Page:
Save Our Steelworks: Union reps make the case for keeping ‘profitable’ Shotton open

Reporter:

David Humphreys

UNION representatives from across Welsh steel plants have met to discuss the future of jobs.

Members of Unite the Union from Shotton and across Wales met at the Port Talbot plant on Friday to review the current situation surrounding the steel industry.

Representation was made alongside Unite assistant general secretary Tony Burke, national officer Harish Patel and senior regional officer for Wales, Tony Brady.

 

Among the topics up for discussion were the ongoing Unite Save Our Steel campaign and agreement on further options to keep the momentum building to ensure the long term goal of securing the long term future of the steel industry within the UK.

A spokesman for Unite the Union at Shotton said members from the Deeside site were keen to reiterate the plant’s profitability and viability.

“Both business elements of Shotton Steel Works are profit making. Shotton Works has a name associated with quality since 1896 and is the world and European leader in pre-painted products since the 1960's.

“Shotton continues to deliver excellent performance with its unique differentiated product range. The workforce is highly skilled, flexible and streamlined, the unique business model within the UK Steel industry allows us to meet market demand and continue our trend of delivering a healthy profit even in the very hard economic trading environment we have been facing since 2008 and in the steel industry crisis known as the perfect storm.”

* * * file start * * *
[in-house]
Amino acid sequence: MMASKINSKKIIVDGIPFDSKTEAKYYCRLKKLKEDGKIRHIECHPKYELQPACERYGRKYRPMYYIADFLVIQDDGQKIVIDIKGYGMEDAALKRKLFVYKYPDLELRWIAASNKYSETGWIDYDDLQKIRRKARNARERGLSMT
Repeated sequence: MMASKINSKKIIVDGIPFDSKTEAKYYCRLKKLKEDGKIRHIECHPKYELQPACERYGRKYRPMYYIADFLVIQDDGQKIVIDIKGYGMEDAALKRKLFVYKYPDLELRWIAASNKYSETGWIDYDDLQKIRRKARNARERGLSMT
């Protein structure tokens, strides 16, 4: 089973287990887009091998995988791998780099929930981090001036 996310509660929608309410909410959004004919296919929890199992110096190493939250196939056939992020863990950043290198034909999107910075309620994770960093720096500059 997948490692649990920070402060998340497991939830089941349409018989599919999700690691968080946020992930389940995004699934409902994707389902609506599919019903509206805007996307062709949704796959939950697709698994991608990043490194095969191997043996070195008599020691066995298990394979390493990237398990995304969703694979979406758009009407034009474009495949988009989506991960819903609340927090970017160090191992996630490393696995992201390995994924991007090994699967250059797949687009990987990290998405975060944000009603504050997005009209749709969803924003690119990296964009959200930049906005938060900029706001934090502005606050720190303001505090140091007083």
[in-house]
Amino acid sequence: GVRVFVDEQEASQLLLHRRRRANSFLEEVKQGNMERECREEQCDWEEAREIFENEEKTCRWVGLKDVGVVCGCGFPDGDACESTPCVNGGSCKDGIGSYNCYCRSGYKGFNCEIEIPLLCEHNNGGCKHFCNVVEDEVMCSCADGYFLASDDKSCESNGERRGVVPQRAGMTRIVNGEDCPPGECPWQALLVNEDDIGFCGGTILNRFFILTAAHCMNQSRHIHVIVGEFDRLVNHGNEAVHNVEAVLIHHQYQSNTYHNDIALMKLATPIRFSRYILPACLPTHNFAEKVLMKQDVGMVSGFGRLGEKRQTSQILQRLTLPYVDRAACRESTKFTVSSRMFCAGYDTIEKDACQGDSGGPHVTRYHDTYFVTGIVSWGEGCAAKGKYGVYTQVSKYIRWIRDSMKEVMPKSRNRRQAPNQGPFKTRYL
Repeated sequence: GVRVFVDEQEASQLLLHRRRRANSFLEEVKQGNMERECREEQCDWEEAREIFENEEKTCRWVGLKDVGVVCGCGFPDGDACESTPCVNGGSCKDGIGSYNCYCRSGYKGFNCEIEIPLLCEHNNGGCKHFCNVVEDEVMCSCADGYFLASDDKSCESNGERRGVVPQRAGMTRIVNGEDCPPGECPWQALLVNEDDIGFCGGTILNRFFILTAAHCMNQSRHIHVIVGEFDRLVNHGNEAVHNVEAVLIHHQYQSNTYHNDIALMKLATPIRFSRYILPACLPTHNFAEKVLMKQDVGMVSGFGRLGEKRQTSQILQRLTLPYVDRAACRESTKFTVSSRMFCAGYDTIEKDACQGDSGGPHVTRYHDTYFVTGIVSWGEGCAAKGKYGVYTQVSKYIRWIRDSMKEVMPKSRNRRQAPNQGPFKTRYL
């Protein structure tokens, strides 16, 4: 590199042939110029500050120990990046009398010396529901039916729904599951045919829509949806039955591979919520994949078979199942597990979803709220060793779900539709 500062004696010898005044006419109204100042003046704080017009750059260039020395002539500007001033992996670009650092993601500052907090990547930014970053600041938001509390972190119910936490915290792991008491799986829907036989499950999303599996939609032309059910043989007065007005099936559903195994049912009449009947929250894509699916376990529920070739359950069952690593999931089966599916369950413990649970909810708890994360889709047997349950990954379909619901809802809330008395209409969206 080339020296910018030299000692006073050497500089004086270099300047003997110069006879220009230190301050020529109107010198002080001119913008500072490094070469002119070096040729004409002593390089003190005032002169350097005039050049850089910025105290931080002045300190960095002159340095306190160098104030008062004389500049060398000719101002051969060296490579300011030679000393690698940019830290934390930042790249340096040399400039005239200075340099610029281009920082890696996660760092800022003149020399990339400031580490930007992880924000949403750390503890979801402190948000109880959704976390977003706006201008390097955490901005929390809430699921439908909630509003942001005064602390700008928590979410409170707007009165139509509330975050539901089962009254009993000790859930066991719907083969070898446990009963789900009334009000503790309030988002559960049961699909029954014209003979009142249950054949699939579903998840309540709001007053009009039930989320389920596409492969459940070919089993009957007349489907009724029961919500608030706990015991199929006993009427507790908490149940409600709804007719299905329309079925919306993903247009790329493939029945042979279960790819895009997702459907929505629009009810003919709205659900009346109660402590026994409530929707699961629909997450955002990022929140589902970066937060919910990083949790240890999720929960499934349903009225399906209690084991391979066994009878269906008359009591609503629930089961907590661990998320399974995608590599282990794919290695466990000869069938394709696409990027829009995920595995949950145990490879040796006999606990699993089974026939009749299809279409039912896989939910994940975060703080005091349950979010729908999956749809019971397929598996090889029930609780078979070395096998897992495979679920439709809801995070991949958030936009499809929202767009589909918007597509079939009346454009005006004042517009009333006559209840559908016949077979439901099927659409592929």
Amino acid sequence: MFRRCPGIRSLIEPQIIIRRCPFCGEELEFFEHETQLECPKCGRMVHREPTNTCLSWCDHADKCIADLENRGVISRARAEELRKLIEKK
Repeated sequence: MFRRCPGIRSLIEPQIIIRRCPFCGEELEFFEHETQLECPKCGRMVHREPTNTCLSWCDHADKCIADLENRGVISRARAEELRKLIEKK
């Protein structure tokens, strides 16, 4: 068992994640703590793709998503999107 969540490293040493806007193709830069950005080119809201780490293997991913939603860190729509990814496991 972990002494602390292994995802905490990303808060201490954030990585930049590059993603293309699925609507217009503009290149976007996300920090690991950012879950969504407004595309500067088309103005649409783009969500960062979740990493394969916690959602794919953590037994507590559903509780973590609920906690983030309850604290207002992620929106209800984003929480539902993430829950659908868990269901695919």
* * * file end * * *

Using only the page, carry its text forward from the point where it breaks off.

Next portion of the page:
The meeting was held as the management buyout group interested in purchasing Tata Steel’s UK assets met with bankers to seek financing for the deal.

However Tata UK executive Stuart Wilkie, who leads the Excalibur Steel group, told Reuters he expects up to 1,000 jobs to be lost from the UK workforce and expects the UK Government to back its stance on funding support and a potential minority stake.

He said: “All the discussions we’ve had with government are in line with that.”

Tata’s pension obligations is thought to be sticking point for parties keen to take on the business.

The retirement fund is estimated to be in deficit by around half a billion pounds.

Mr Wilkie added: “We would expect the government in conjunction with the pension regulator, the company and trustees of the pension would close the pension scheme and make it secure.

“If the liability for the pension was on the table, then everybody would walk away.”

See full story in the Leader

Leave your comment

Share your opinions on

Characters left: 1500

Most Read